via Thomas Hawk / Flickr

The Fellowship of Christian Athletes explicitly announced it was anti gay marriage in a recent "Statement of Faith."

God instituted marriage between one man and one woman as the foundation of the family and the basic structure of human society. For this reason, we believe that marriage is exclusively the union of one man and one woman.

The Paul Anderson Youth Home teaches boys that homosexuality is wrong and that same-sex marriage is "rage against Jesus Christ and His values."

RELATED: The 1975's singer bravely kissed a man at a Dubai concert to protest anti-LGBT oppression

In 2012, Chick-fil-A's CEO, Dan Cathy, made anti same-sex marriage comments on a radio broadcast:

I think we are inviting God's judgment on our nation when we shake our fist at Him and say, "We know better than you as to what constitutes a marriage". I pray God's mercy on our generation that has such a prideful, arrogant attitude to think that we have the audacity to define what marriage is about.

But the chicken giant has now decided to change it's says its charitable donation strategy because it's bad for business...Not because being homophobic is wrong.

The company recently lost several bids to provide concessions in U.S. airports. A pop-up shop in England was told it would not be renewed after eight days following LGBTQ protests.

Chick-fil-A also has plans to expand to Boston, Massachusetts where its mayor, Thomas Menino, pledged to ban the restaurant from the city.

via Wikimedia Commons

"There's no question we know that, as we go into new markets, we need to be clear about who we are," Chick-fil-A President and Chief Operating Officer Tim Tassopoulos told Bisnow. "There are lots of articles and newscasts about Chick-fil-A, and we thought we needed to be clear about our message."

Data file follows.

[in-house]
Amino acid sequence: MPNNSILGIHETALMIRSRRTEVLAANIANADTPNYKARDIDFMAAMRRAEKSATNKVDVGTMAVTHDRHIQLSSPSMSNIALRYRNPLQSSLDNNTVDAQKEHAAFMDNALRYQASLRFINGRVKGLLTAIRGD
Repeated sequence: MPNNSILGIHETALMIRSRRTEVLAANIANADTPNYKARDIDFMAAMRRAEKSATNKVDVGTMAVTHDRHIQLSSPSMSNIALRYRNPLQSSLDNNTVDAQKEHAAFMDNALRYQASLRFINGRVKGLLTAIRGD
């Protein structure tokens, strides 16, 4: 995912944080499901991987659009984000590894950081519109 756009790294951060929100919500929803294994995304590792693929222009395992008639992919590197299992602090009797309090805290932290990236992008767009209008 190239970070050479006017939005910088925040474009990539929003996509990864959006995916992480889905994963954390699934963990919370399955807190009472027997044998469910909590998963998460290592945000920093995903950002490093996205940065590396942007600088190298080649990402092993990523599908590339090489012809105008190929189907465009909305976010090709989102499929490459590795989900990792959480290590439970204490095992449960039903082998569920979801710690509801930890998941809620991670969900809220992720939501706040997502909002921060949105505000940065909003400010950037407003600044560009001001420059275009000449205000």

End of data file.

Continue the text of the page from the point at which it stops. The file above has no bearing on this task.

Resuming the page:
RELATED: Alan Turing will appear on the 50-pound note nearly 70 years after being persecuted for his sexuality

Instead, the Chick-fil-A Foundation plans to give $9 million to organizations that support education and fight homelessness. Which is commendable regardless of the company's troubled past.

"If Chick-Fil-A is serious about their pledge to stop holding hands with divisive anti-LGBTQ activists, then further transparency is needed regarding their deep ties to organizations like Focus on the Family, which exist purely to harm LGBTQ people and families," Drew Anderson, GLAAD's director of campaigns and rapid response, said in a statement.

Chick-fil-A's decision to back down from contributing to anti-LGBT charities shows the power that people have to fight back against companies by hitting them where it really hurts — the pocket book.

The question remains: If you previously avoided Chick-fil-A because it supported anti-LGBT organizations, is it now OK to eat there? Especially when Popeye's chicken sandwich is so good people will kill for it?

Lifestyle

Oh, irony. You are having quite a day.

The Italian region of Veneto, which includes the city of Venice, is currently experiencing historic flooding. Venice Mayor Luigi Brugnaro has stated that the flooding is a direct result of climate change, with the tide measuring the highest level in 50 years. The city (which is actually a collection of 100 islands in a lagoon—hence its famous canal streets), is no stranger to regular flooding, but is currently on the brink of declaring a state of emergency as waters refuse to recede.